EU targets textiles, batteries and packaging in plan to halve waste by 2030

By Marine Strauss
FILE PHOTO: A crane lifts scrap metal at Scholz scrap metal recycling plant in Espenhain

By Marine Strauss

BRUSSELS (Reuters) - Recycling textiles, batteries and packaging will be the priority in a new plan to halve waste in the European Union by 2030, the head of the EU's "Green Deal" said on Tuesday.

Frans Timmermans, who is leading the EU's drive to become the first climate-neutral continent by 2050, told European lawmakers in Brussels that the share of materials recovered and recycled in the EU economy had to increase, or "by 2050 we would need three planets to sustain our consumption habits."

"It's not about forcing our citizens to go live in caves and eat grass, it's about ensuring a high level of comfort, of development in a new economy," said Timmermans, who is also vice-president of the European Commission, the EU's executive.

Under the new plan, the Commision will present initiatives aimed at prolonging the life of products such as electronic devices, and encourage consumers to seek repairs.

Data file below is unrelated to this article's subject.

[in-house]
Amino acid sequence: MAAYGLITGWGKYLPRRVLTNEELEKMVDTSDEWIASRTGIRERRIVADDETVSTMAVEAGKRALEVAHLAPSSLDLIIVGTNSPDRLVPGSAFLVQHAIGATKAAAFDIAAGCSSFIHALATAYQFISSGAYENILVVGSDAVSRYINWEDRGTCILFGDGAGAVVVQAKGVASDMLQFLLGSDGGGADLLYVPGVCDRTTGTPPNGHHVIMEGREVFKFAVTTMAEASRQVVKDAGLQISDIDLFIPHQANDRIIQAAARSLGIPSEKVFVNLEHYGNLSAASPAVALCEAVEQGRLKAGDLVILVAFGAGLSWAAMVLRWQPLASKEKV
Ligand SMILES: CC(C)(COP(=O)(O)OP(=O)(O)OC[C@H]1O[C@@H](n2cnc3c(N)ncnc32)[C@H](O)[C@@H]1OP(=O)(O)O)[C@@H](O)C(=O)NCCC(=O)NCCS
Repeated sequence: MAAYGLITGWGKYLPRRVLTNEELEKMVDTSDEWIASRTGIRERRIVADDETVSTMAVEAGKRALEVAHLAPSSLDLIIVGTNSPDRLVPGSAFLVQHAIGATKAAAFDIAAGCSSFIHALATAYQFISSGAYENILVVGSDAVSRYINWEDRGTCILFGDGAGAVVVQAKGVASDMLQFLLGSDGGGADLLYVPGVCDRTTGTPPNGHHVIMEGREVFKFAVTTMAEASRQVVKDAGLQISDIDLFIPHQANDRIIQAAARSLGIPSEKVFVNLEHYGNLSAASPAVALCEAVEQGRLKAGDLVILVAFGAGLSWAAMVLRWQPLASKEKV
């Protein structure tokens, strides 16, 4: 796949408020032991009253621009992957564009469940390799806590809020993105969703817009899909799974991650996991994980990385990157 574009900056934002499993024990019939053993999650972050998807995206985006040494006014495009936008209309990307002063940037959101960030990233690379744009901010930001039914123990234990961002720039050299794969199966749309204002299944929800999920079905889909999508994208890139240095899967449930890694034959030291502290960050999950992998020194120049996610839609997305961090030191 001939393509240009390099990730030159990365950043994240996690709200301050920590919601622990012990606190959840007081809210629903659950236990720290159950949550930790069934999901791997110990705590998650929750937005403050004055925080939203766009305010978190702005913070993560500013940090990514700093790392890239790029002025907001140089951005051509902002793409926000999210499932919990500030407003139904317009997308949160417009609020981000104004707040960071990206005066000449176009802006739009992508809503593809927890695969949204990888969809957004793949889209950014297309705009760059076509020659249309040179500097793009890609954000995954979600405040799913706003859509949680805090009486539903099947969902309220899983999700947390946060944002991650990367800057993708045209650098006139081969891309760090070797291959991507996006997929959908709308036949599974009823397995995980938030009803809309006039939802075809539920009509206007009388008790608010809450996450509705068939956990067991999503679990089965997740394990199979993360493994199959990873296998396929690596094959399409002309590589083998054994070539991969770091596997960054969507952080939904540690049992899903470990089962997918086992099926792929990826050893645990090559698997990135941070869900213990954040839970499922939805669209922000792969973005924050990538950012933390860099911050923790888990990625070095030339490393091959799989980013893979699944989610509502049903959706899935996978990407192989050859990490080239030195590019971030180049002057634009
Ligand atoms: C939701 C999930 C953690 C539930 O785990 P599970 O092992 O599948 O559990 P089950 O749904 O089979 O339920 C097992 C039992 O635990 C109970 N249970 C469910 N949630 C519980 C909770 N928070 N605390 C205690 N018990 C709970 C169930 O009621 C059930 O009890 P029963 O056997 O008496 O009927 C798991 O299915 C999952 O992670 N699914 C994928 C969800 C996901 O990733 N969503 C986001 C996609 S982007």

France has taken a lead with the adoption last month of its first anti-waste law. This will ban all disposable plastics by 2040, including packaging for household and skincare products, disposable cutlery in fast food restaurants, plastic tea bags and confetti. Bans for some items will start from January 2021.

Junior environment minister Brune Poirson told reporters in Brussels that the new French law would as a priority tighten regulation covering planned obsolescence in electronics and unsold stocks in the fashion industry.

France also became the first country in the world to commit to introducing filters on new washing machines from January 2025 to reduce the spread of plastic microfibers from synthetic clothing, which make up of a third of plastic particles that end up in waste waters and contribute to pollution in the oceans.

The European Commission is due to present its so-called circular economy plan for a less wasteful future on March 10, along with a new European industrial strategy.


(Reporting by Marine Strauss @StraussMarine; Editing by Mark Potter)